Inventory is significantly reduced by the increased speed at which materials move through the supply chain and the elimination of safety stock. A significant reduction in the transaction cost as a result of improved information sharing is another benefit (Shigeki and Tina 2000). Other profits include increased profitability and competitiveness, reduced manufacturing operations costs, faster and better response to dynamic markets and reduced product development costs (U.S. National Research Council 2009).

The supply chain integration process is quite expensive hence the need for close monitoring of its progress. The best way of implementing this process would be by starting the ‘domestic’ (internal) level then graduating to the external suppliers. The internal integration process may begin by educating all the involved personnel of all the relevant skills required.

Reduction of inventory to decrease the working capital, transportation and warehousing taxes may help save some cost of implementing the integration process. What follows after the internal integration process is complete is the selection of reliable suppliers who have the power and resources to supply materials on strict deadlines.

Push, pull and push-pull system in supply chain

There are several paradigms in supply chain management that apply different management strategies. Push strategy is an old paradigm which suggests that all production decisions should be based on long term forecasts (Globusz 2011).

The push strategies were challenged with a number of factors such as obsolescence, excess inventory, variability in production, low quality services, mismanagement of resources, and lack of flexibility in case of dynamic markets (M&DC 2011).

These problems were to some extent addressed by the new pull paradigm in which all decisions concerning production and distribution of products are made based on the customers’ demands. There is reduced variability, inventory and overall lead time.

Firms manufacturing products that end up in a rapidly changing market need to adopt the pull strategies due to the fact that they respond better to changing markets. In other words, just as the words push and pull are antonymous, their supply chain strategies are also completely opposite. The supply chain integration borrows from both paradigms together with the demand driven strategy.

This helps in promoting the products in the market as opposed to the “push”, which was used to push products to the market, and “pull”, which helped to pull products to the market. In other words, in demand driven strategy, the products are driven to the market by the customers’ demand, and for this to be achieved, there must be high levels of collaboration between the customers and the organization.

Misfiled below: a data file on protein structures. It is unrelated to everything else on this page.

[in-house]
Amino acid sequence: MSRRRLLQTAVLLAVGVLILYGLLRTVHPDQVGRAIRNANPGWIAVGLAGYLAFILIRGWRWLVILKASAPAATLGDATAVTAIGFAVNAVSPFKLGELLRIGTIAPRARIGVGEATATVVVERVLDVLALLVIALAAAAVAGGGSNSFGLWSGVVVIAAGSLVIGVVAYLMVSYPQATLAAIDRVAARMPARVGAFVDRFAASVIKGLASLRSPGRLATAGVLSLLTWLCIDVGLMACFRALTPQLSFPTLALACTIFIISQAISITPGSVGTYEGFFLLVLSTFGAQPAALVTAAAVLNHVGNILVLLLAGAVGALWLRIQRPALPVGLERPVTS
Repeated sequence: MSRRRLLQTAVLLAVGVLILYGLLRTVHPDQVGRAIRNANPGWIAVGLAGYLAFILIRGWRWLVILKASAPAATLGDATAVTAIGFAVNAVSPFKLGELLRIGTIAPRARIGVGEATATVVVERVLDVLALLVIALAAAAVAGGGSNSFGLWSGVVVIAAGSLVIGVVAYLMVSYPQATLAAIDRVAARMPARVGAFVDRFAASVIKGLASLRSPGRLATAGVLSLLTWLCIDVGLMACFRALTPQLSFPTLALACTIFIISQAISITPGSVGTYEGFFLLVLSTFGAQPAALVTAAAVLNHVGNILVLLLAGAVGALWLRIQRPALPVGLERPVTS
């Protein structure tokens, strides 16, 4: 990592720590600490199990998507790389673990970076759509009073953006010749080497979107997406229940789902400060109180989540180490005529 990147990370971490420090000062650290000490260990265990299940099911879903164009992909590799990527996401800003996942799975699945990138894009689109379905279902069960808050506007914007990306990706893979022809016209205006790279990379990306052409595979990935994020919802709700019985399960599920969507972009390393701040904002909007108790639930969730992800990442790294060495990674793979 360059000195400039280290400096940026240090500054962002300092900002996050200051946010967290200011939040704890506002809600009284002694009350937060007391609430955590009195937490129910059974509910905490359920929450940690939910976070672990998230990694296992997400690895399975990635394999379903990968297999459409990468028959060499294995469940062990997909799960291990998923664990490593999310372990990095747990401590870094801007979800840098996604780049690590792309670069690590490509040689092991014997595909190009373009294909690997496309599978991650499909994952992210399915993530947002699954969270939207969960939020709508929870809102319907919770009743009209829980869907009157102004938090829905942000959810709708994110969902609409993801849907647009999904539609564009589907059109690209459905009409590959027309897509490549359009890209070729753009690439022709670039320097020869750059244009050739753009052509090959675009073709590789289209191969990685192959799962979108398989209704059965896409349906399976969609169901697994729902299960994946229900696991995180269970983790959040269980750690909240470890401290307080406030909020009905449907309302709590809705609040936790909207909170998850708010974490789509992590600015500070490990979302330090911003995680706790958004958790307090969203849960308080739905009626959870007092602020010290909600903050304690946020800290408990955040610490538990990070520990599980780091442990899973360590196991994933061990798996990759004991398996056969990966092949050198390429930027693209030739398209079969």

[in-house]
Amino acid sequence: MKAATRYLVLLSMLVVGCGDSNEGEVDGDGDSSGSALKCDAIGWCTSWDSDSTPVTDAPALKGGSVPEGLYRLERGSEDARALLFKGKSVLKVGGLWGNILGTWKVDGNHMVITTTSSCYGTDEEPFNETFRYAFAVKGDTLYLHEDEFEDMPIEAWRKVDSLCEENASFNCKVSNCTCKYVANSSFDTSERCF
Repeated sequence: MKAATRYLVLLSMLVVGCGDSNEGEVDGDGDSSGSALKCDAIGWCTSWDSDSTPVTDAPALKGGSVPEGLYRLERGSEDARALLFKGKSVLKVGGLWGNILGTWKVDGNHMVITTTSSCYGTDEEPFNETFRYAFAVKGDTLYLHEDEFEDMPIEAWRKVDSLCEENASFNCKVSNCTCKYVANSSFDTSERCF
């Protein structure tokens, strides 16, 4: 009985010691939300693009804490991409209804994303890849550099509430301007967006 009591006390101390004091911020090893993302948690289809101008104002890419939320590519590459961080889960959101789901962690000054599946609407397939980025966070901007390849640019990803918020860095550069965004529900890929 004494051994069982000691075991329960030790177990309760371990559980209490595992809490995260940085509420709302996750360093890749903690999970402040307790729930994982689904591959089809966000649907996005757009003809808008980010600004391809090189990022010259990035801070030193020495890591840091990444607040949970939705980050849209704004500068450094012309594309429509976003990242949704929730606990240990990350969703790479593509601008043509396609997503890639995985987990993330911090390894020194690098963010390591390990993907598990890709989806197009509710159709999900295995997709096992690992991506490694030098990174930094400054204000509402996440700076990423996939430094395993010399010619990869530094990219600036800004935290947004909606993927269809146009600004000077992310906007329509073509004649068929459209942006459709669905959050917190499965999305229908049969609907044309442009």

Collaboration helps both the customers and the manufactures to closely monitor the trends and changes in the market. The main advantage of the demand driven strategy is that both the manufactures and the customers actively participate in shaping the market demands as opposed to the traditional setting of just accepting any situation that emerges. This helps them forecast future trends and reduce variations in the market hence increase profitability.

For a supply chain to be effective, an organization needs to maintain a balance between the pull and the push strategies which will help resolve both long term and short term issues respectively. Adoption of the demand driven approach would also help in surviving in high competitive markets.

Reference List

Christopher, M. (1992) Logistics and Supply Chain Management, London: Pitman Publishing.

Enrique, A. (2010) . Web.

Gene, T. et al. (1988) Supercharging Supply Chains. New York John Wiley & Sons.

Globusz (2011) Supply Chain Integration. Web.

Haozhe, C. (2010) Supply chain process integration: A conceptual and empirical examination. Web.

Jinqing, C., Zhizhong D., Hai, L. and Yalu G,. (2009) Study of Supply Chain Integration Process Based on Value Chain. Wuhan: Tianjin Polytech

M&DC. (2011) : Push, Pull and Decoupling Point View of Supply Chains. Web.

Shigeki, U. and Tina, Y., L. (2000) Management Data Specification for Supply Chain Integration. Web.

Simchi-Levi, D., Kaminsky, P., and Simchi-Levi, E. (2000) Designing and Managing the Supply Chain: Concepts, Strategies, and Case Studies, New York: McGraw-Hill.

U.S. National Research Council. (2009) . Web.